Atlanta Roofing: Article About Reroofing A Historic Home
Many homeowners enjoy owning a historic home. Not only do they get to own a piece of history, but they also get to be involved in the future preservation of historic properties. However, this can be hard work because many of the materials that were used to build the home are often no longer available. Regardless, historic homes still may need new roofs throughout their lives. Otherwise, the home could be at risk for termite damage, mold and water damage, which could eventually render the home unlivable. Because it can be difficult to find appropriate replacement roofing materials, an Atlanta roofing contractor may be able to help.
One of the most traditional roofing materials used on early homes were wood shingles. While these shingles are weather resistant when properly treated and maintained, they only have an estimated lifespan of approximately 30 years. As such, homeowners who own historic homes that have wooden roofs will likely need to replace the wood shingles at least once. However, it should not be difficult to be able to find traditional wood shingles that match the original design of the home.
Have a question regarding windows or doors? Please ask roofers from Schantz Home Improvement of Atlanta today.
Additionally, homeowners who do not want to reroof the home using wood roofing materials but still want to maintain the historic appearance of the home may wish to substitute architectural shingles, which can be made to look like wood shingles.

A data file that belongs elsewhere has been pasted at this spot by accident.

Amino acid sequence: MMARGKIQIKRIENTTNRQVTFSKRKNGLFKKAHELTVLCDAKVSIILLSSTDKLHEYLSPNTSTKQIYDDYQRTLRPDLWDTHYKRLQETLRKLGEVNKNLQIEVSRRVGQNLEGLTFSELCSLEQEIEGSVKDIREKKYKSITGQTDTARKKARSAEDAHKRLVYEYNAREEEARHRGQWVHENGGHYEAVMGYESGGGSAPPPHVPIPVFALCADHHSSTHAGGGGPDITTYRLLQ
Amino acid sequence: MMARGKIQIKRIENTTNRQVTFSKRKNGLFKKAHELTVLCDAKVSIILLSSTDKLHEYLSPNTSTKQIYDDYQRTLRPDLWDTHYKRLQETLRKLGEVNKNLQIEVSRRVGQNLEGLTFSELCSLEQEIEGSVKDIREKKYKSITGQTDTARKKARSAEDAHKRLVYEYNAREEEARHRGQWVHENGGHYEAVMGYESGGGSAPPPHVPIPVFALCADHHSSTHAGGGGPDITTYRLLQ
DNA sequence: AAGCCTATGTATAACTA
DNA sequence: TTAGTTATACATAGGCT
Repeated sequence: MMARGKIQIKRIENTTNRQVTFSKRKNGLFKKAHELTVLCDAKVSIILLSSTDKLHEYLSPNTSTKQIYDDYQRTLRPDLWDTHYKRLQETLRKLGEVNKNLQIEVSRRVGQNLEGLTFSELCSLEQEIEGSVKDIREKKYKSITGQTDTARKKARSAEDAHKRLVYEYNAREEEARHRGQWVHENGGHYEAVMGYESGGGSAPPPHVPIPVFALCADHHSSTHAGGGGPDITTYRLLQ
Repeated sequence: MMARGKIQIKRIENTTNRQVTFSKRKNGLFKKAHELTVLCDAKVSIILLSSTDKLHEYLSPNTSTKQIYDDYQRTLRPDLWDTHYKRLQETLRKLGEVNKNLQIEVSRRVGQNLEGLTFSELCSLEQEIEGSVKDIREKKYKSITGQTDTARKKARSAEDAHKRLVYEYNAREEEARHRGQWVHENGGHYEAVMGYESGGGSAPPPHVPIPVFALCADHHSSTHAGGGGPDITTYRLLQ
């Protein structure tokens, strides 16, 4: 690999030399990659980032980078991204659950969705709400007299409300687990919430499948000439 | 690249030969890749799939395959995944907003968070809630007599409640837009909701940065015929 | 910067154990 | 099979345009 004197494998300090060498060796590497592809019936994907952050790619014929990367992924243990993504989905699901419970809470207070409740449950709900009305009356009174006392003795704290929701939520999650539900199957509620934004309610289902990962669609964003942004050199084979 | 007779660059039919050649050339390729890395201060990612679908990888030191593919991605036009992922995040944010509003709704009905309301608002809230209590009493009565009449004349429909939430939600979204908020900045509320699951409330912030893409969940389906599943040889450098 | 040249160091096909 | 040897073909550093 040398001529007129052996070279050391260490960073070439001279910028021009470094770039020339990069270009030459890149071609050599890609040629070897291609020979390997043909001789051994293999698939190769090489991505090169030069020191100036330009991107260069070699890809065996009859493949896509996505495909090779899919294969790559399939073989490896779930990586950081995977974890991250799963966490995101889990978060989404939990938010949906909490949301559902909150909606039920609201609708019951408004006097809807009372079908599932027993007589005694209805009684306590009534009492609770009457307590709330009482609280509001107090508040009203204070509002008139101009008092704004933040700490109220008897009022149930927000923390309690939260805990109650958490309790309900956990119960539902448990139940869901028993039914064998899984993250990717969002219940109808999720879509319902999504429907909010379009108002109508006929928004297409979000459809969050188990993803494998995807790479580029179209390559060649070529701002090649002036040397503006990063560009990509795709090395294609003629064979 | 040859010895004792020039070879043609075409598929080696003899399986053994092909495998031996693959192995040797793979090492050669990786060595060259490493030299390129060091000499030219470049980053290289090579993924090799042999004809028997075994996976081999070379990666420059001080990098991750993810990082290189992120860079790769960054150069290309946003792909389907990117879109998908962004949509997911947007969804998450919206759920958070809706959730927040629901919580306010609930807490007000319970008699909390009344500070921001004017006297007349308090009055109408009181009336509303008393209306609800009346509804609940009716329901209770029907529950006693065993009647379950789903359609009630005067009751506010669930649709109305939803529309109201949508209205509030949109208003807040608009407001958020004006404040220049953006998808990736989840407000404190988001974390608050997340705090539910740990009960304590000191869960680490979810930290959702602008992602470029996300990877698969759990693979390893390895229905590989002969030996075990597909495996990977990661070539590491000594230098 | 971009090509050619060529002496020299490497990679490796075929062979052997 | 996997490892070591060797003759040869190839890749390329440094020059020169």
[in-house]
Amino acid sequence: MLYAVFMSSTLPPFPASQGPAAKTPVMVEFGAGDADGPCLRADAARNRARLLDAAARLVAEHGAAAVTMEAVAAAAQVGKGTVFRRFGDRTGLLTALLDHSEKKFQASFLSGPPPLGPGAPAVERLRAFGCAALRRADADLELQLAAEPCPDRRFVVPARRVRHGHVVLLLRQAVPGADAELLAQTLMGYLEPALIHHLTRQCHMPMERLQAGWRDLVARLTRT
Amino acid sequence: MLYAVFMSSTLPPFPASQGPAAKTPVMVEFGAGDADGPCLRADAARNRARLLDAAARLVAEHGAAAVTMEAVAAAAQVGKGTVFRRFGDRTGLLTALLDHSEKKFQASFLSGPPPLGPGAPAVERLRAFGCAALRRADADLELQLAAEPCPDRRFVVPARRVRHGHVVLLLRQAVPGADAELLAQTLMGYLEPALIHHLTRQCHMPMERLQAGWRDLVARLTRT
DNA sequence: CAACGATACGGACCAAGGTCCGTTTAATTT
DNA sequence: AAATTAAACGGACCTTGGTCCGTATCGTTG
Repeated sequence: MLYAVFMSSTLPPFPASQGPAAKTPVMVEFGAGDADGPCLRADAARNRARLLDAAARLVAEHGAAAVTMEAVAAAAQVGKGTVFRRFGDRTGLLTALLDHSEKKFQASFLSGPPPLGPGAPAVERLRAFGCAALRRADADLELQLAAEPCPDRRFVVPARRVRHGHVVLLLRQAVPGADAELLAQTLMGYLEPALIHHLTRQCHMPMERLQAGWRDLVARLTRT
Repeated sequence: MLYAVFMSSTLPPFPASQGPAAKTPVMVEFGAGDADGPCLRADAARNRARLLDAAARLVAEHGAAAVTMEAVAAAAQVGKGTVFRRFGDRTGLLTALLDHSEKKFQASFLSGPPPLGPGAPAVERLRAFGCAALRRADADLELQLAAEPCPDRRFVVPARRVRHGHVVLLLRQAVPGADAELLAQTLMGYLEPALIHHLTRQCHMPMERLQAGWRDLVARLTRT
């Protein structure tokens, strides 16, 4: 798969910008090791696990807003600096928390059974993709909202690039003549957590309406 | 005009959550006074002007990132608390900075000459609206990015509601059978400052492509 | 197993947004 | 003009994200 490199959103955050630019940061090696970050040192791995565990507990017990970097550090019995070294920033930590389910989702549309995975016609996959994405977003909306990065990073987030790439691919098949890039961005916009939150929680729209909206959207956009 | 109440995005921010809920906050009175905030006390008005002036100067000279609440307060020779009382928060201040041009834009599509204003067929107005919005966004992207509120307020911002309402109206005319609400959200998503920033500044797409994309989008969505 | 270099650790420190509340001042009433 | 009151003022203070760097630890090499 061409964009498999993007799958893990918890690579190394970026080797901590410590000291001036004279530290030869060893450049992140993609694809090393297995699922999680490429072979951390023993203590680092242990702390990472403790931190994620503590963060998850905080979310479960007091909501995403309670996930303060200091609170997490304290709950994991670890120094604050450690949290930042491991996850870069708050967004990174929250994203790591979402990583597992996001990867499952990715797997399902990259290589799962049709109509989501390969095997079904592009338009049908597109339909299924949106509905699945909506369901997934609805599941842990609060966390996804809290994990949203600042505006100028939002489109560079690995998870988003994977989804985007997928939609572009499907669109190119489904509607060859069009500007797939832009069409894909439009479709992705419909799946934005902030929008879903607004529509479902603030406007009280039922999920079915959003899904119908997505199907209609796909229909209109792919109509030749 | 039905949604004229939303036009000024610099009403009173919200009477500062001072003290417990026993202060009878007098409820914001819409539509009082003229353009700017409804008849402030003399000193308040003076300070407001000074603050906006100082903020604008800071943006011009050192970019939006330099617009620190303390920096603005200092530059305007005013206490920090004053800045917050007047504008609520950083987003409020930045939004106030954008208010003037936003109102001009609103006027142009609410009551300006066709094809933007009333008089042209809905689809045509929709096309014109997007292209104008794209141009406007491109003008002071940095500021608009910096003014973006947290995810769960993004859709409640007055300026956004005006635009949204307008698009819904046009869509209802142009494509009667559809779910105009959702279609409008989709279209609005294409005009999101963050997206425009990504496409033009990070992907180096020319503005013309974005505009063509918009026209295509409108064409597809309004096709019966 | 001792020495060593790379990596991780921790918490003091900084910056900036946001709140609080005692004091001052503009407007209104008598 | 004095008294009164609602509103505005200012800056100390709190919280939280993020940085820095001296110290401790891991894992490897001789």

Some historic homes were designed with clay tile roofs. As long as the homeowner consistently provides maintenance for their clay tile roof, it is possible for the roof to last for 100 years or more. There are instances where a homeowner may need to fix the substrate beneath the clay tiles; in these cases, the tiles can be removed for substrate maintenance and can then be reused. If a clay tile breaks and must be replaced, it can be difficult to hunt down matching reclaimed tiles.
Finally, some homes still have their original slate roofs. While many homeowners love the look of slate, the materials are difficult to install and can be prone to cracking and chipping as they age. Because the material is also on the more expensive side and extremely heavy, it is often recommended that homeowners seek out alternative roofing materials once the slate roof is no longer effectively protecting the home. Some alternatives include imitation slate roofing or architectural shingles.
Even though a home may be historic, the roof is still an important component in preserving the home. A trusted roofing contractor may know how to obtain the needed materials or what alternative roofing materials may be acceptable.